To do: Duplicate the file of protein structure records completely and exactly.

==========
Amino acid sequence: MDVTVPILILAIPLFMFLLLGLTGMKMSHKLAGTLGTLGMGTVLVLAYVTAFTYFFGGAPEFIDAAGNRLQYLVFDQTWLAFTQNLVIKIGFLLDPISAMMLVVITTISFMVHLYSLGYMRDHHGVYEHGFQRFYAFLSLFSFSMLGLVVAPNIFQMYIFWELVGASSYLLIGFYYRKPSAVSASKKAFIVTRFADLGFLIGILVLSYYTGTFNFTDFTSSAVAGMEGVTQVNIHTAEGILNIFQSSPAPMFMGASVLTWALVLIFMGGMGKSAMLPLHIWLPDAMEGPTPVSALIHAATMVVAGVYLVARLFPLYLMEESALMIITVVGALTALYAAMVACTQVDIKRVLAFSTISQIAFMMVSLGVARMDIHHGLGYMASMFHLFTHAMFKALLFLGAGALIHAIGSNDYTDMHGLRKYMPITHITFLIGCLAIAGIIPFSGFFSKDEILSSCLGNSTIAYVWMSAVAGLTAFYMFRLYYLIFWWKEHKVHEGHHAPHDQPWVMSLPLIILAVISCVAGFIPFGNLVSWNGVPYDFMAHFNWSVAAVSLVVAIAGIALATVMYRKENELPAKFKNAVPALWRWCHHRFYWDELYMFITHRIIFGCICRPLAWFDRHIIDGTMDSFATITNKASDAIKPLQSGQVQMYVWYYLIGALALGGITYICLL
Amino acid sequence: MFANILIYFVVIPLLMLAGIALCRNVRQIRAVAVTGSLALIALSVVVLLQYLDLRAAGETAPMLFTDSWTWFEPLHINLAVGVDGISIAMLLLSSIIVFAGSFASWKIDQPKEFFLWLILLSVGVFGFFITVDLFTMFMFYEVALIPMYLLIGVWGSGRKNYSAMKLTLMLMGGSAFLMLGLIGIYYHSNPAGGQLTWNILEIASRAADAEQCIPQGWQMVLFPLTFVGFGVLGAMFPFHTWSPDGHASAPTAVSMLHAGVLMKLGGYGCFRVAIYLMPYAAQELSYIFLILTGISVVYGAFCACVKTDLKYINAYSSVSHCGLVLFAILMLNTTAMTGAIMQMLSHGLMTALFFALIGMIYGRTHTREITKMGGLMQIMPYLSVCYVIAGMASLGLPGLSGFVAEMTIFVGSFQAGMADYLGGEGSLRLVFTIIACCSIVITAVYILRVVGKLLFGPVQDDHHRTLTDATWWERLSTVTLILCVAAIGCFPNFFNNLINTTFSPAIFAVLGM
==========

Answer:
Amino acid sequence: MDVTVPILILAIPLFMFLLLGLTGMKMSHKLAGTLGTLGMGTVLVLAYVTAFTYFFGGAPEFIDAAGNRLQYLVFDQTWLAFTQNLVIKIGFLLDPISAMMLVVITTISFMVHLYSLGYMRDHHGVYEHGFQRFYAFLSLFSFSMLGLVVAPNIFQMYIFWELVGASSYLLIGFYYRKPSAVSASKKAFIVTRFADLGFLIGILVLSYYTGTFNFTDFTSSAVAGMEGVTQVNIHTAEGILNIFQSSPAPMFMGASVLTWALVLIFMGGMGKSAMLPLHIWLPDAMEGPTPVSALIHAATMVVAGVYLVARLFPLYLMEESALMIITVVGALTALYAAMVACTQVDIKRVLAFSTISQIAFMMVSLGVARMDIHHGLGYMASMFHLFTHAMFKALLFLGAGALIHAIGSNDYTDMHGLRKYMPITHITFLIGCLAIAGIIPFSGFFSKDEILSSCLGNSTIAYVWMSAVAGLTAFYMFRLYYLIFWWKEHKVHEGHHAPHDQPWVMSLPLIILAVISCVAGFIPFGNLVSWNGVPYDFMAHFNWSVAAVSLVVAIAGIALATVMYRKENELPAKFKNAVPALWRWCHHRFYWDELYMFITHRIIFGCICRPLAWFDRHIIDGTMDSFATITNKASDAIKPLQSGQVQMYVWYYLIGALALGGITYICLL
Amino acid sequence: MFANILIYFVVIPLLMLAGIALCRNVRQIRAVAVTGSLALIALSVVVLLQYLDLRAAGETAPMLFTDSWTWFEPLHINLAVGVDGISIAMLLLSSIIVFAGSFASWKIDQPKEFFLWLILLSVGVFGFFITVDLFTMFMFYEVALIPMYLLIGVWGSGRKNYSAMKLTLMLMGGSAFLMLGLIGIYYHSNPAGGQLTWNILEIASRAADAEQCIPQGWQMVLFPLTFVGFGVLGAMFPFHTWSPDGHASAPTAVSMLHAGVLMKLGGYGCFRVAIYLMPYAAQELSYIFLILTGISVVYGAFCACVKTDLKYINAYSSVSHCGLVLFAILMLNTTAMTGAIMQMLSHGLMTALFFALIGMIYGRTHTREITKMGGLMQIMPYLSVCYVIAGMASLGLPGLSGFVAEMTIFVGSFQAGMADYLGGEGSLRLVFTIIACCSIVITAVYILRVVGKLLFGPVQDDHHRTLTDATWWERLSTVTLILCVAAIGCFPNFFNNLINTTFSPAIFAVLGM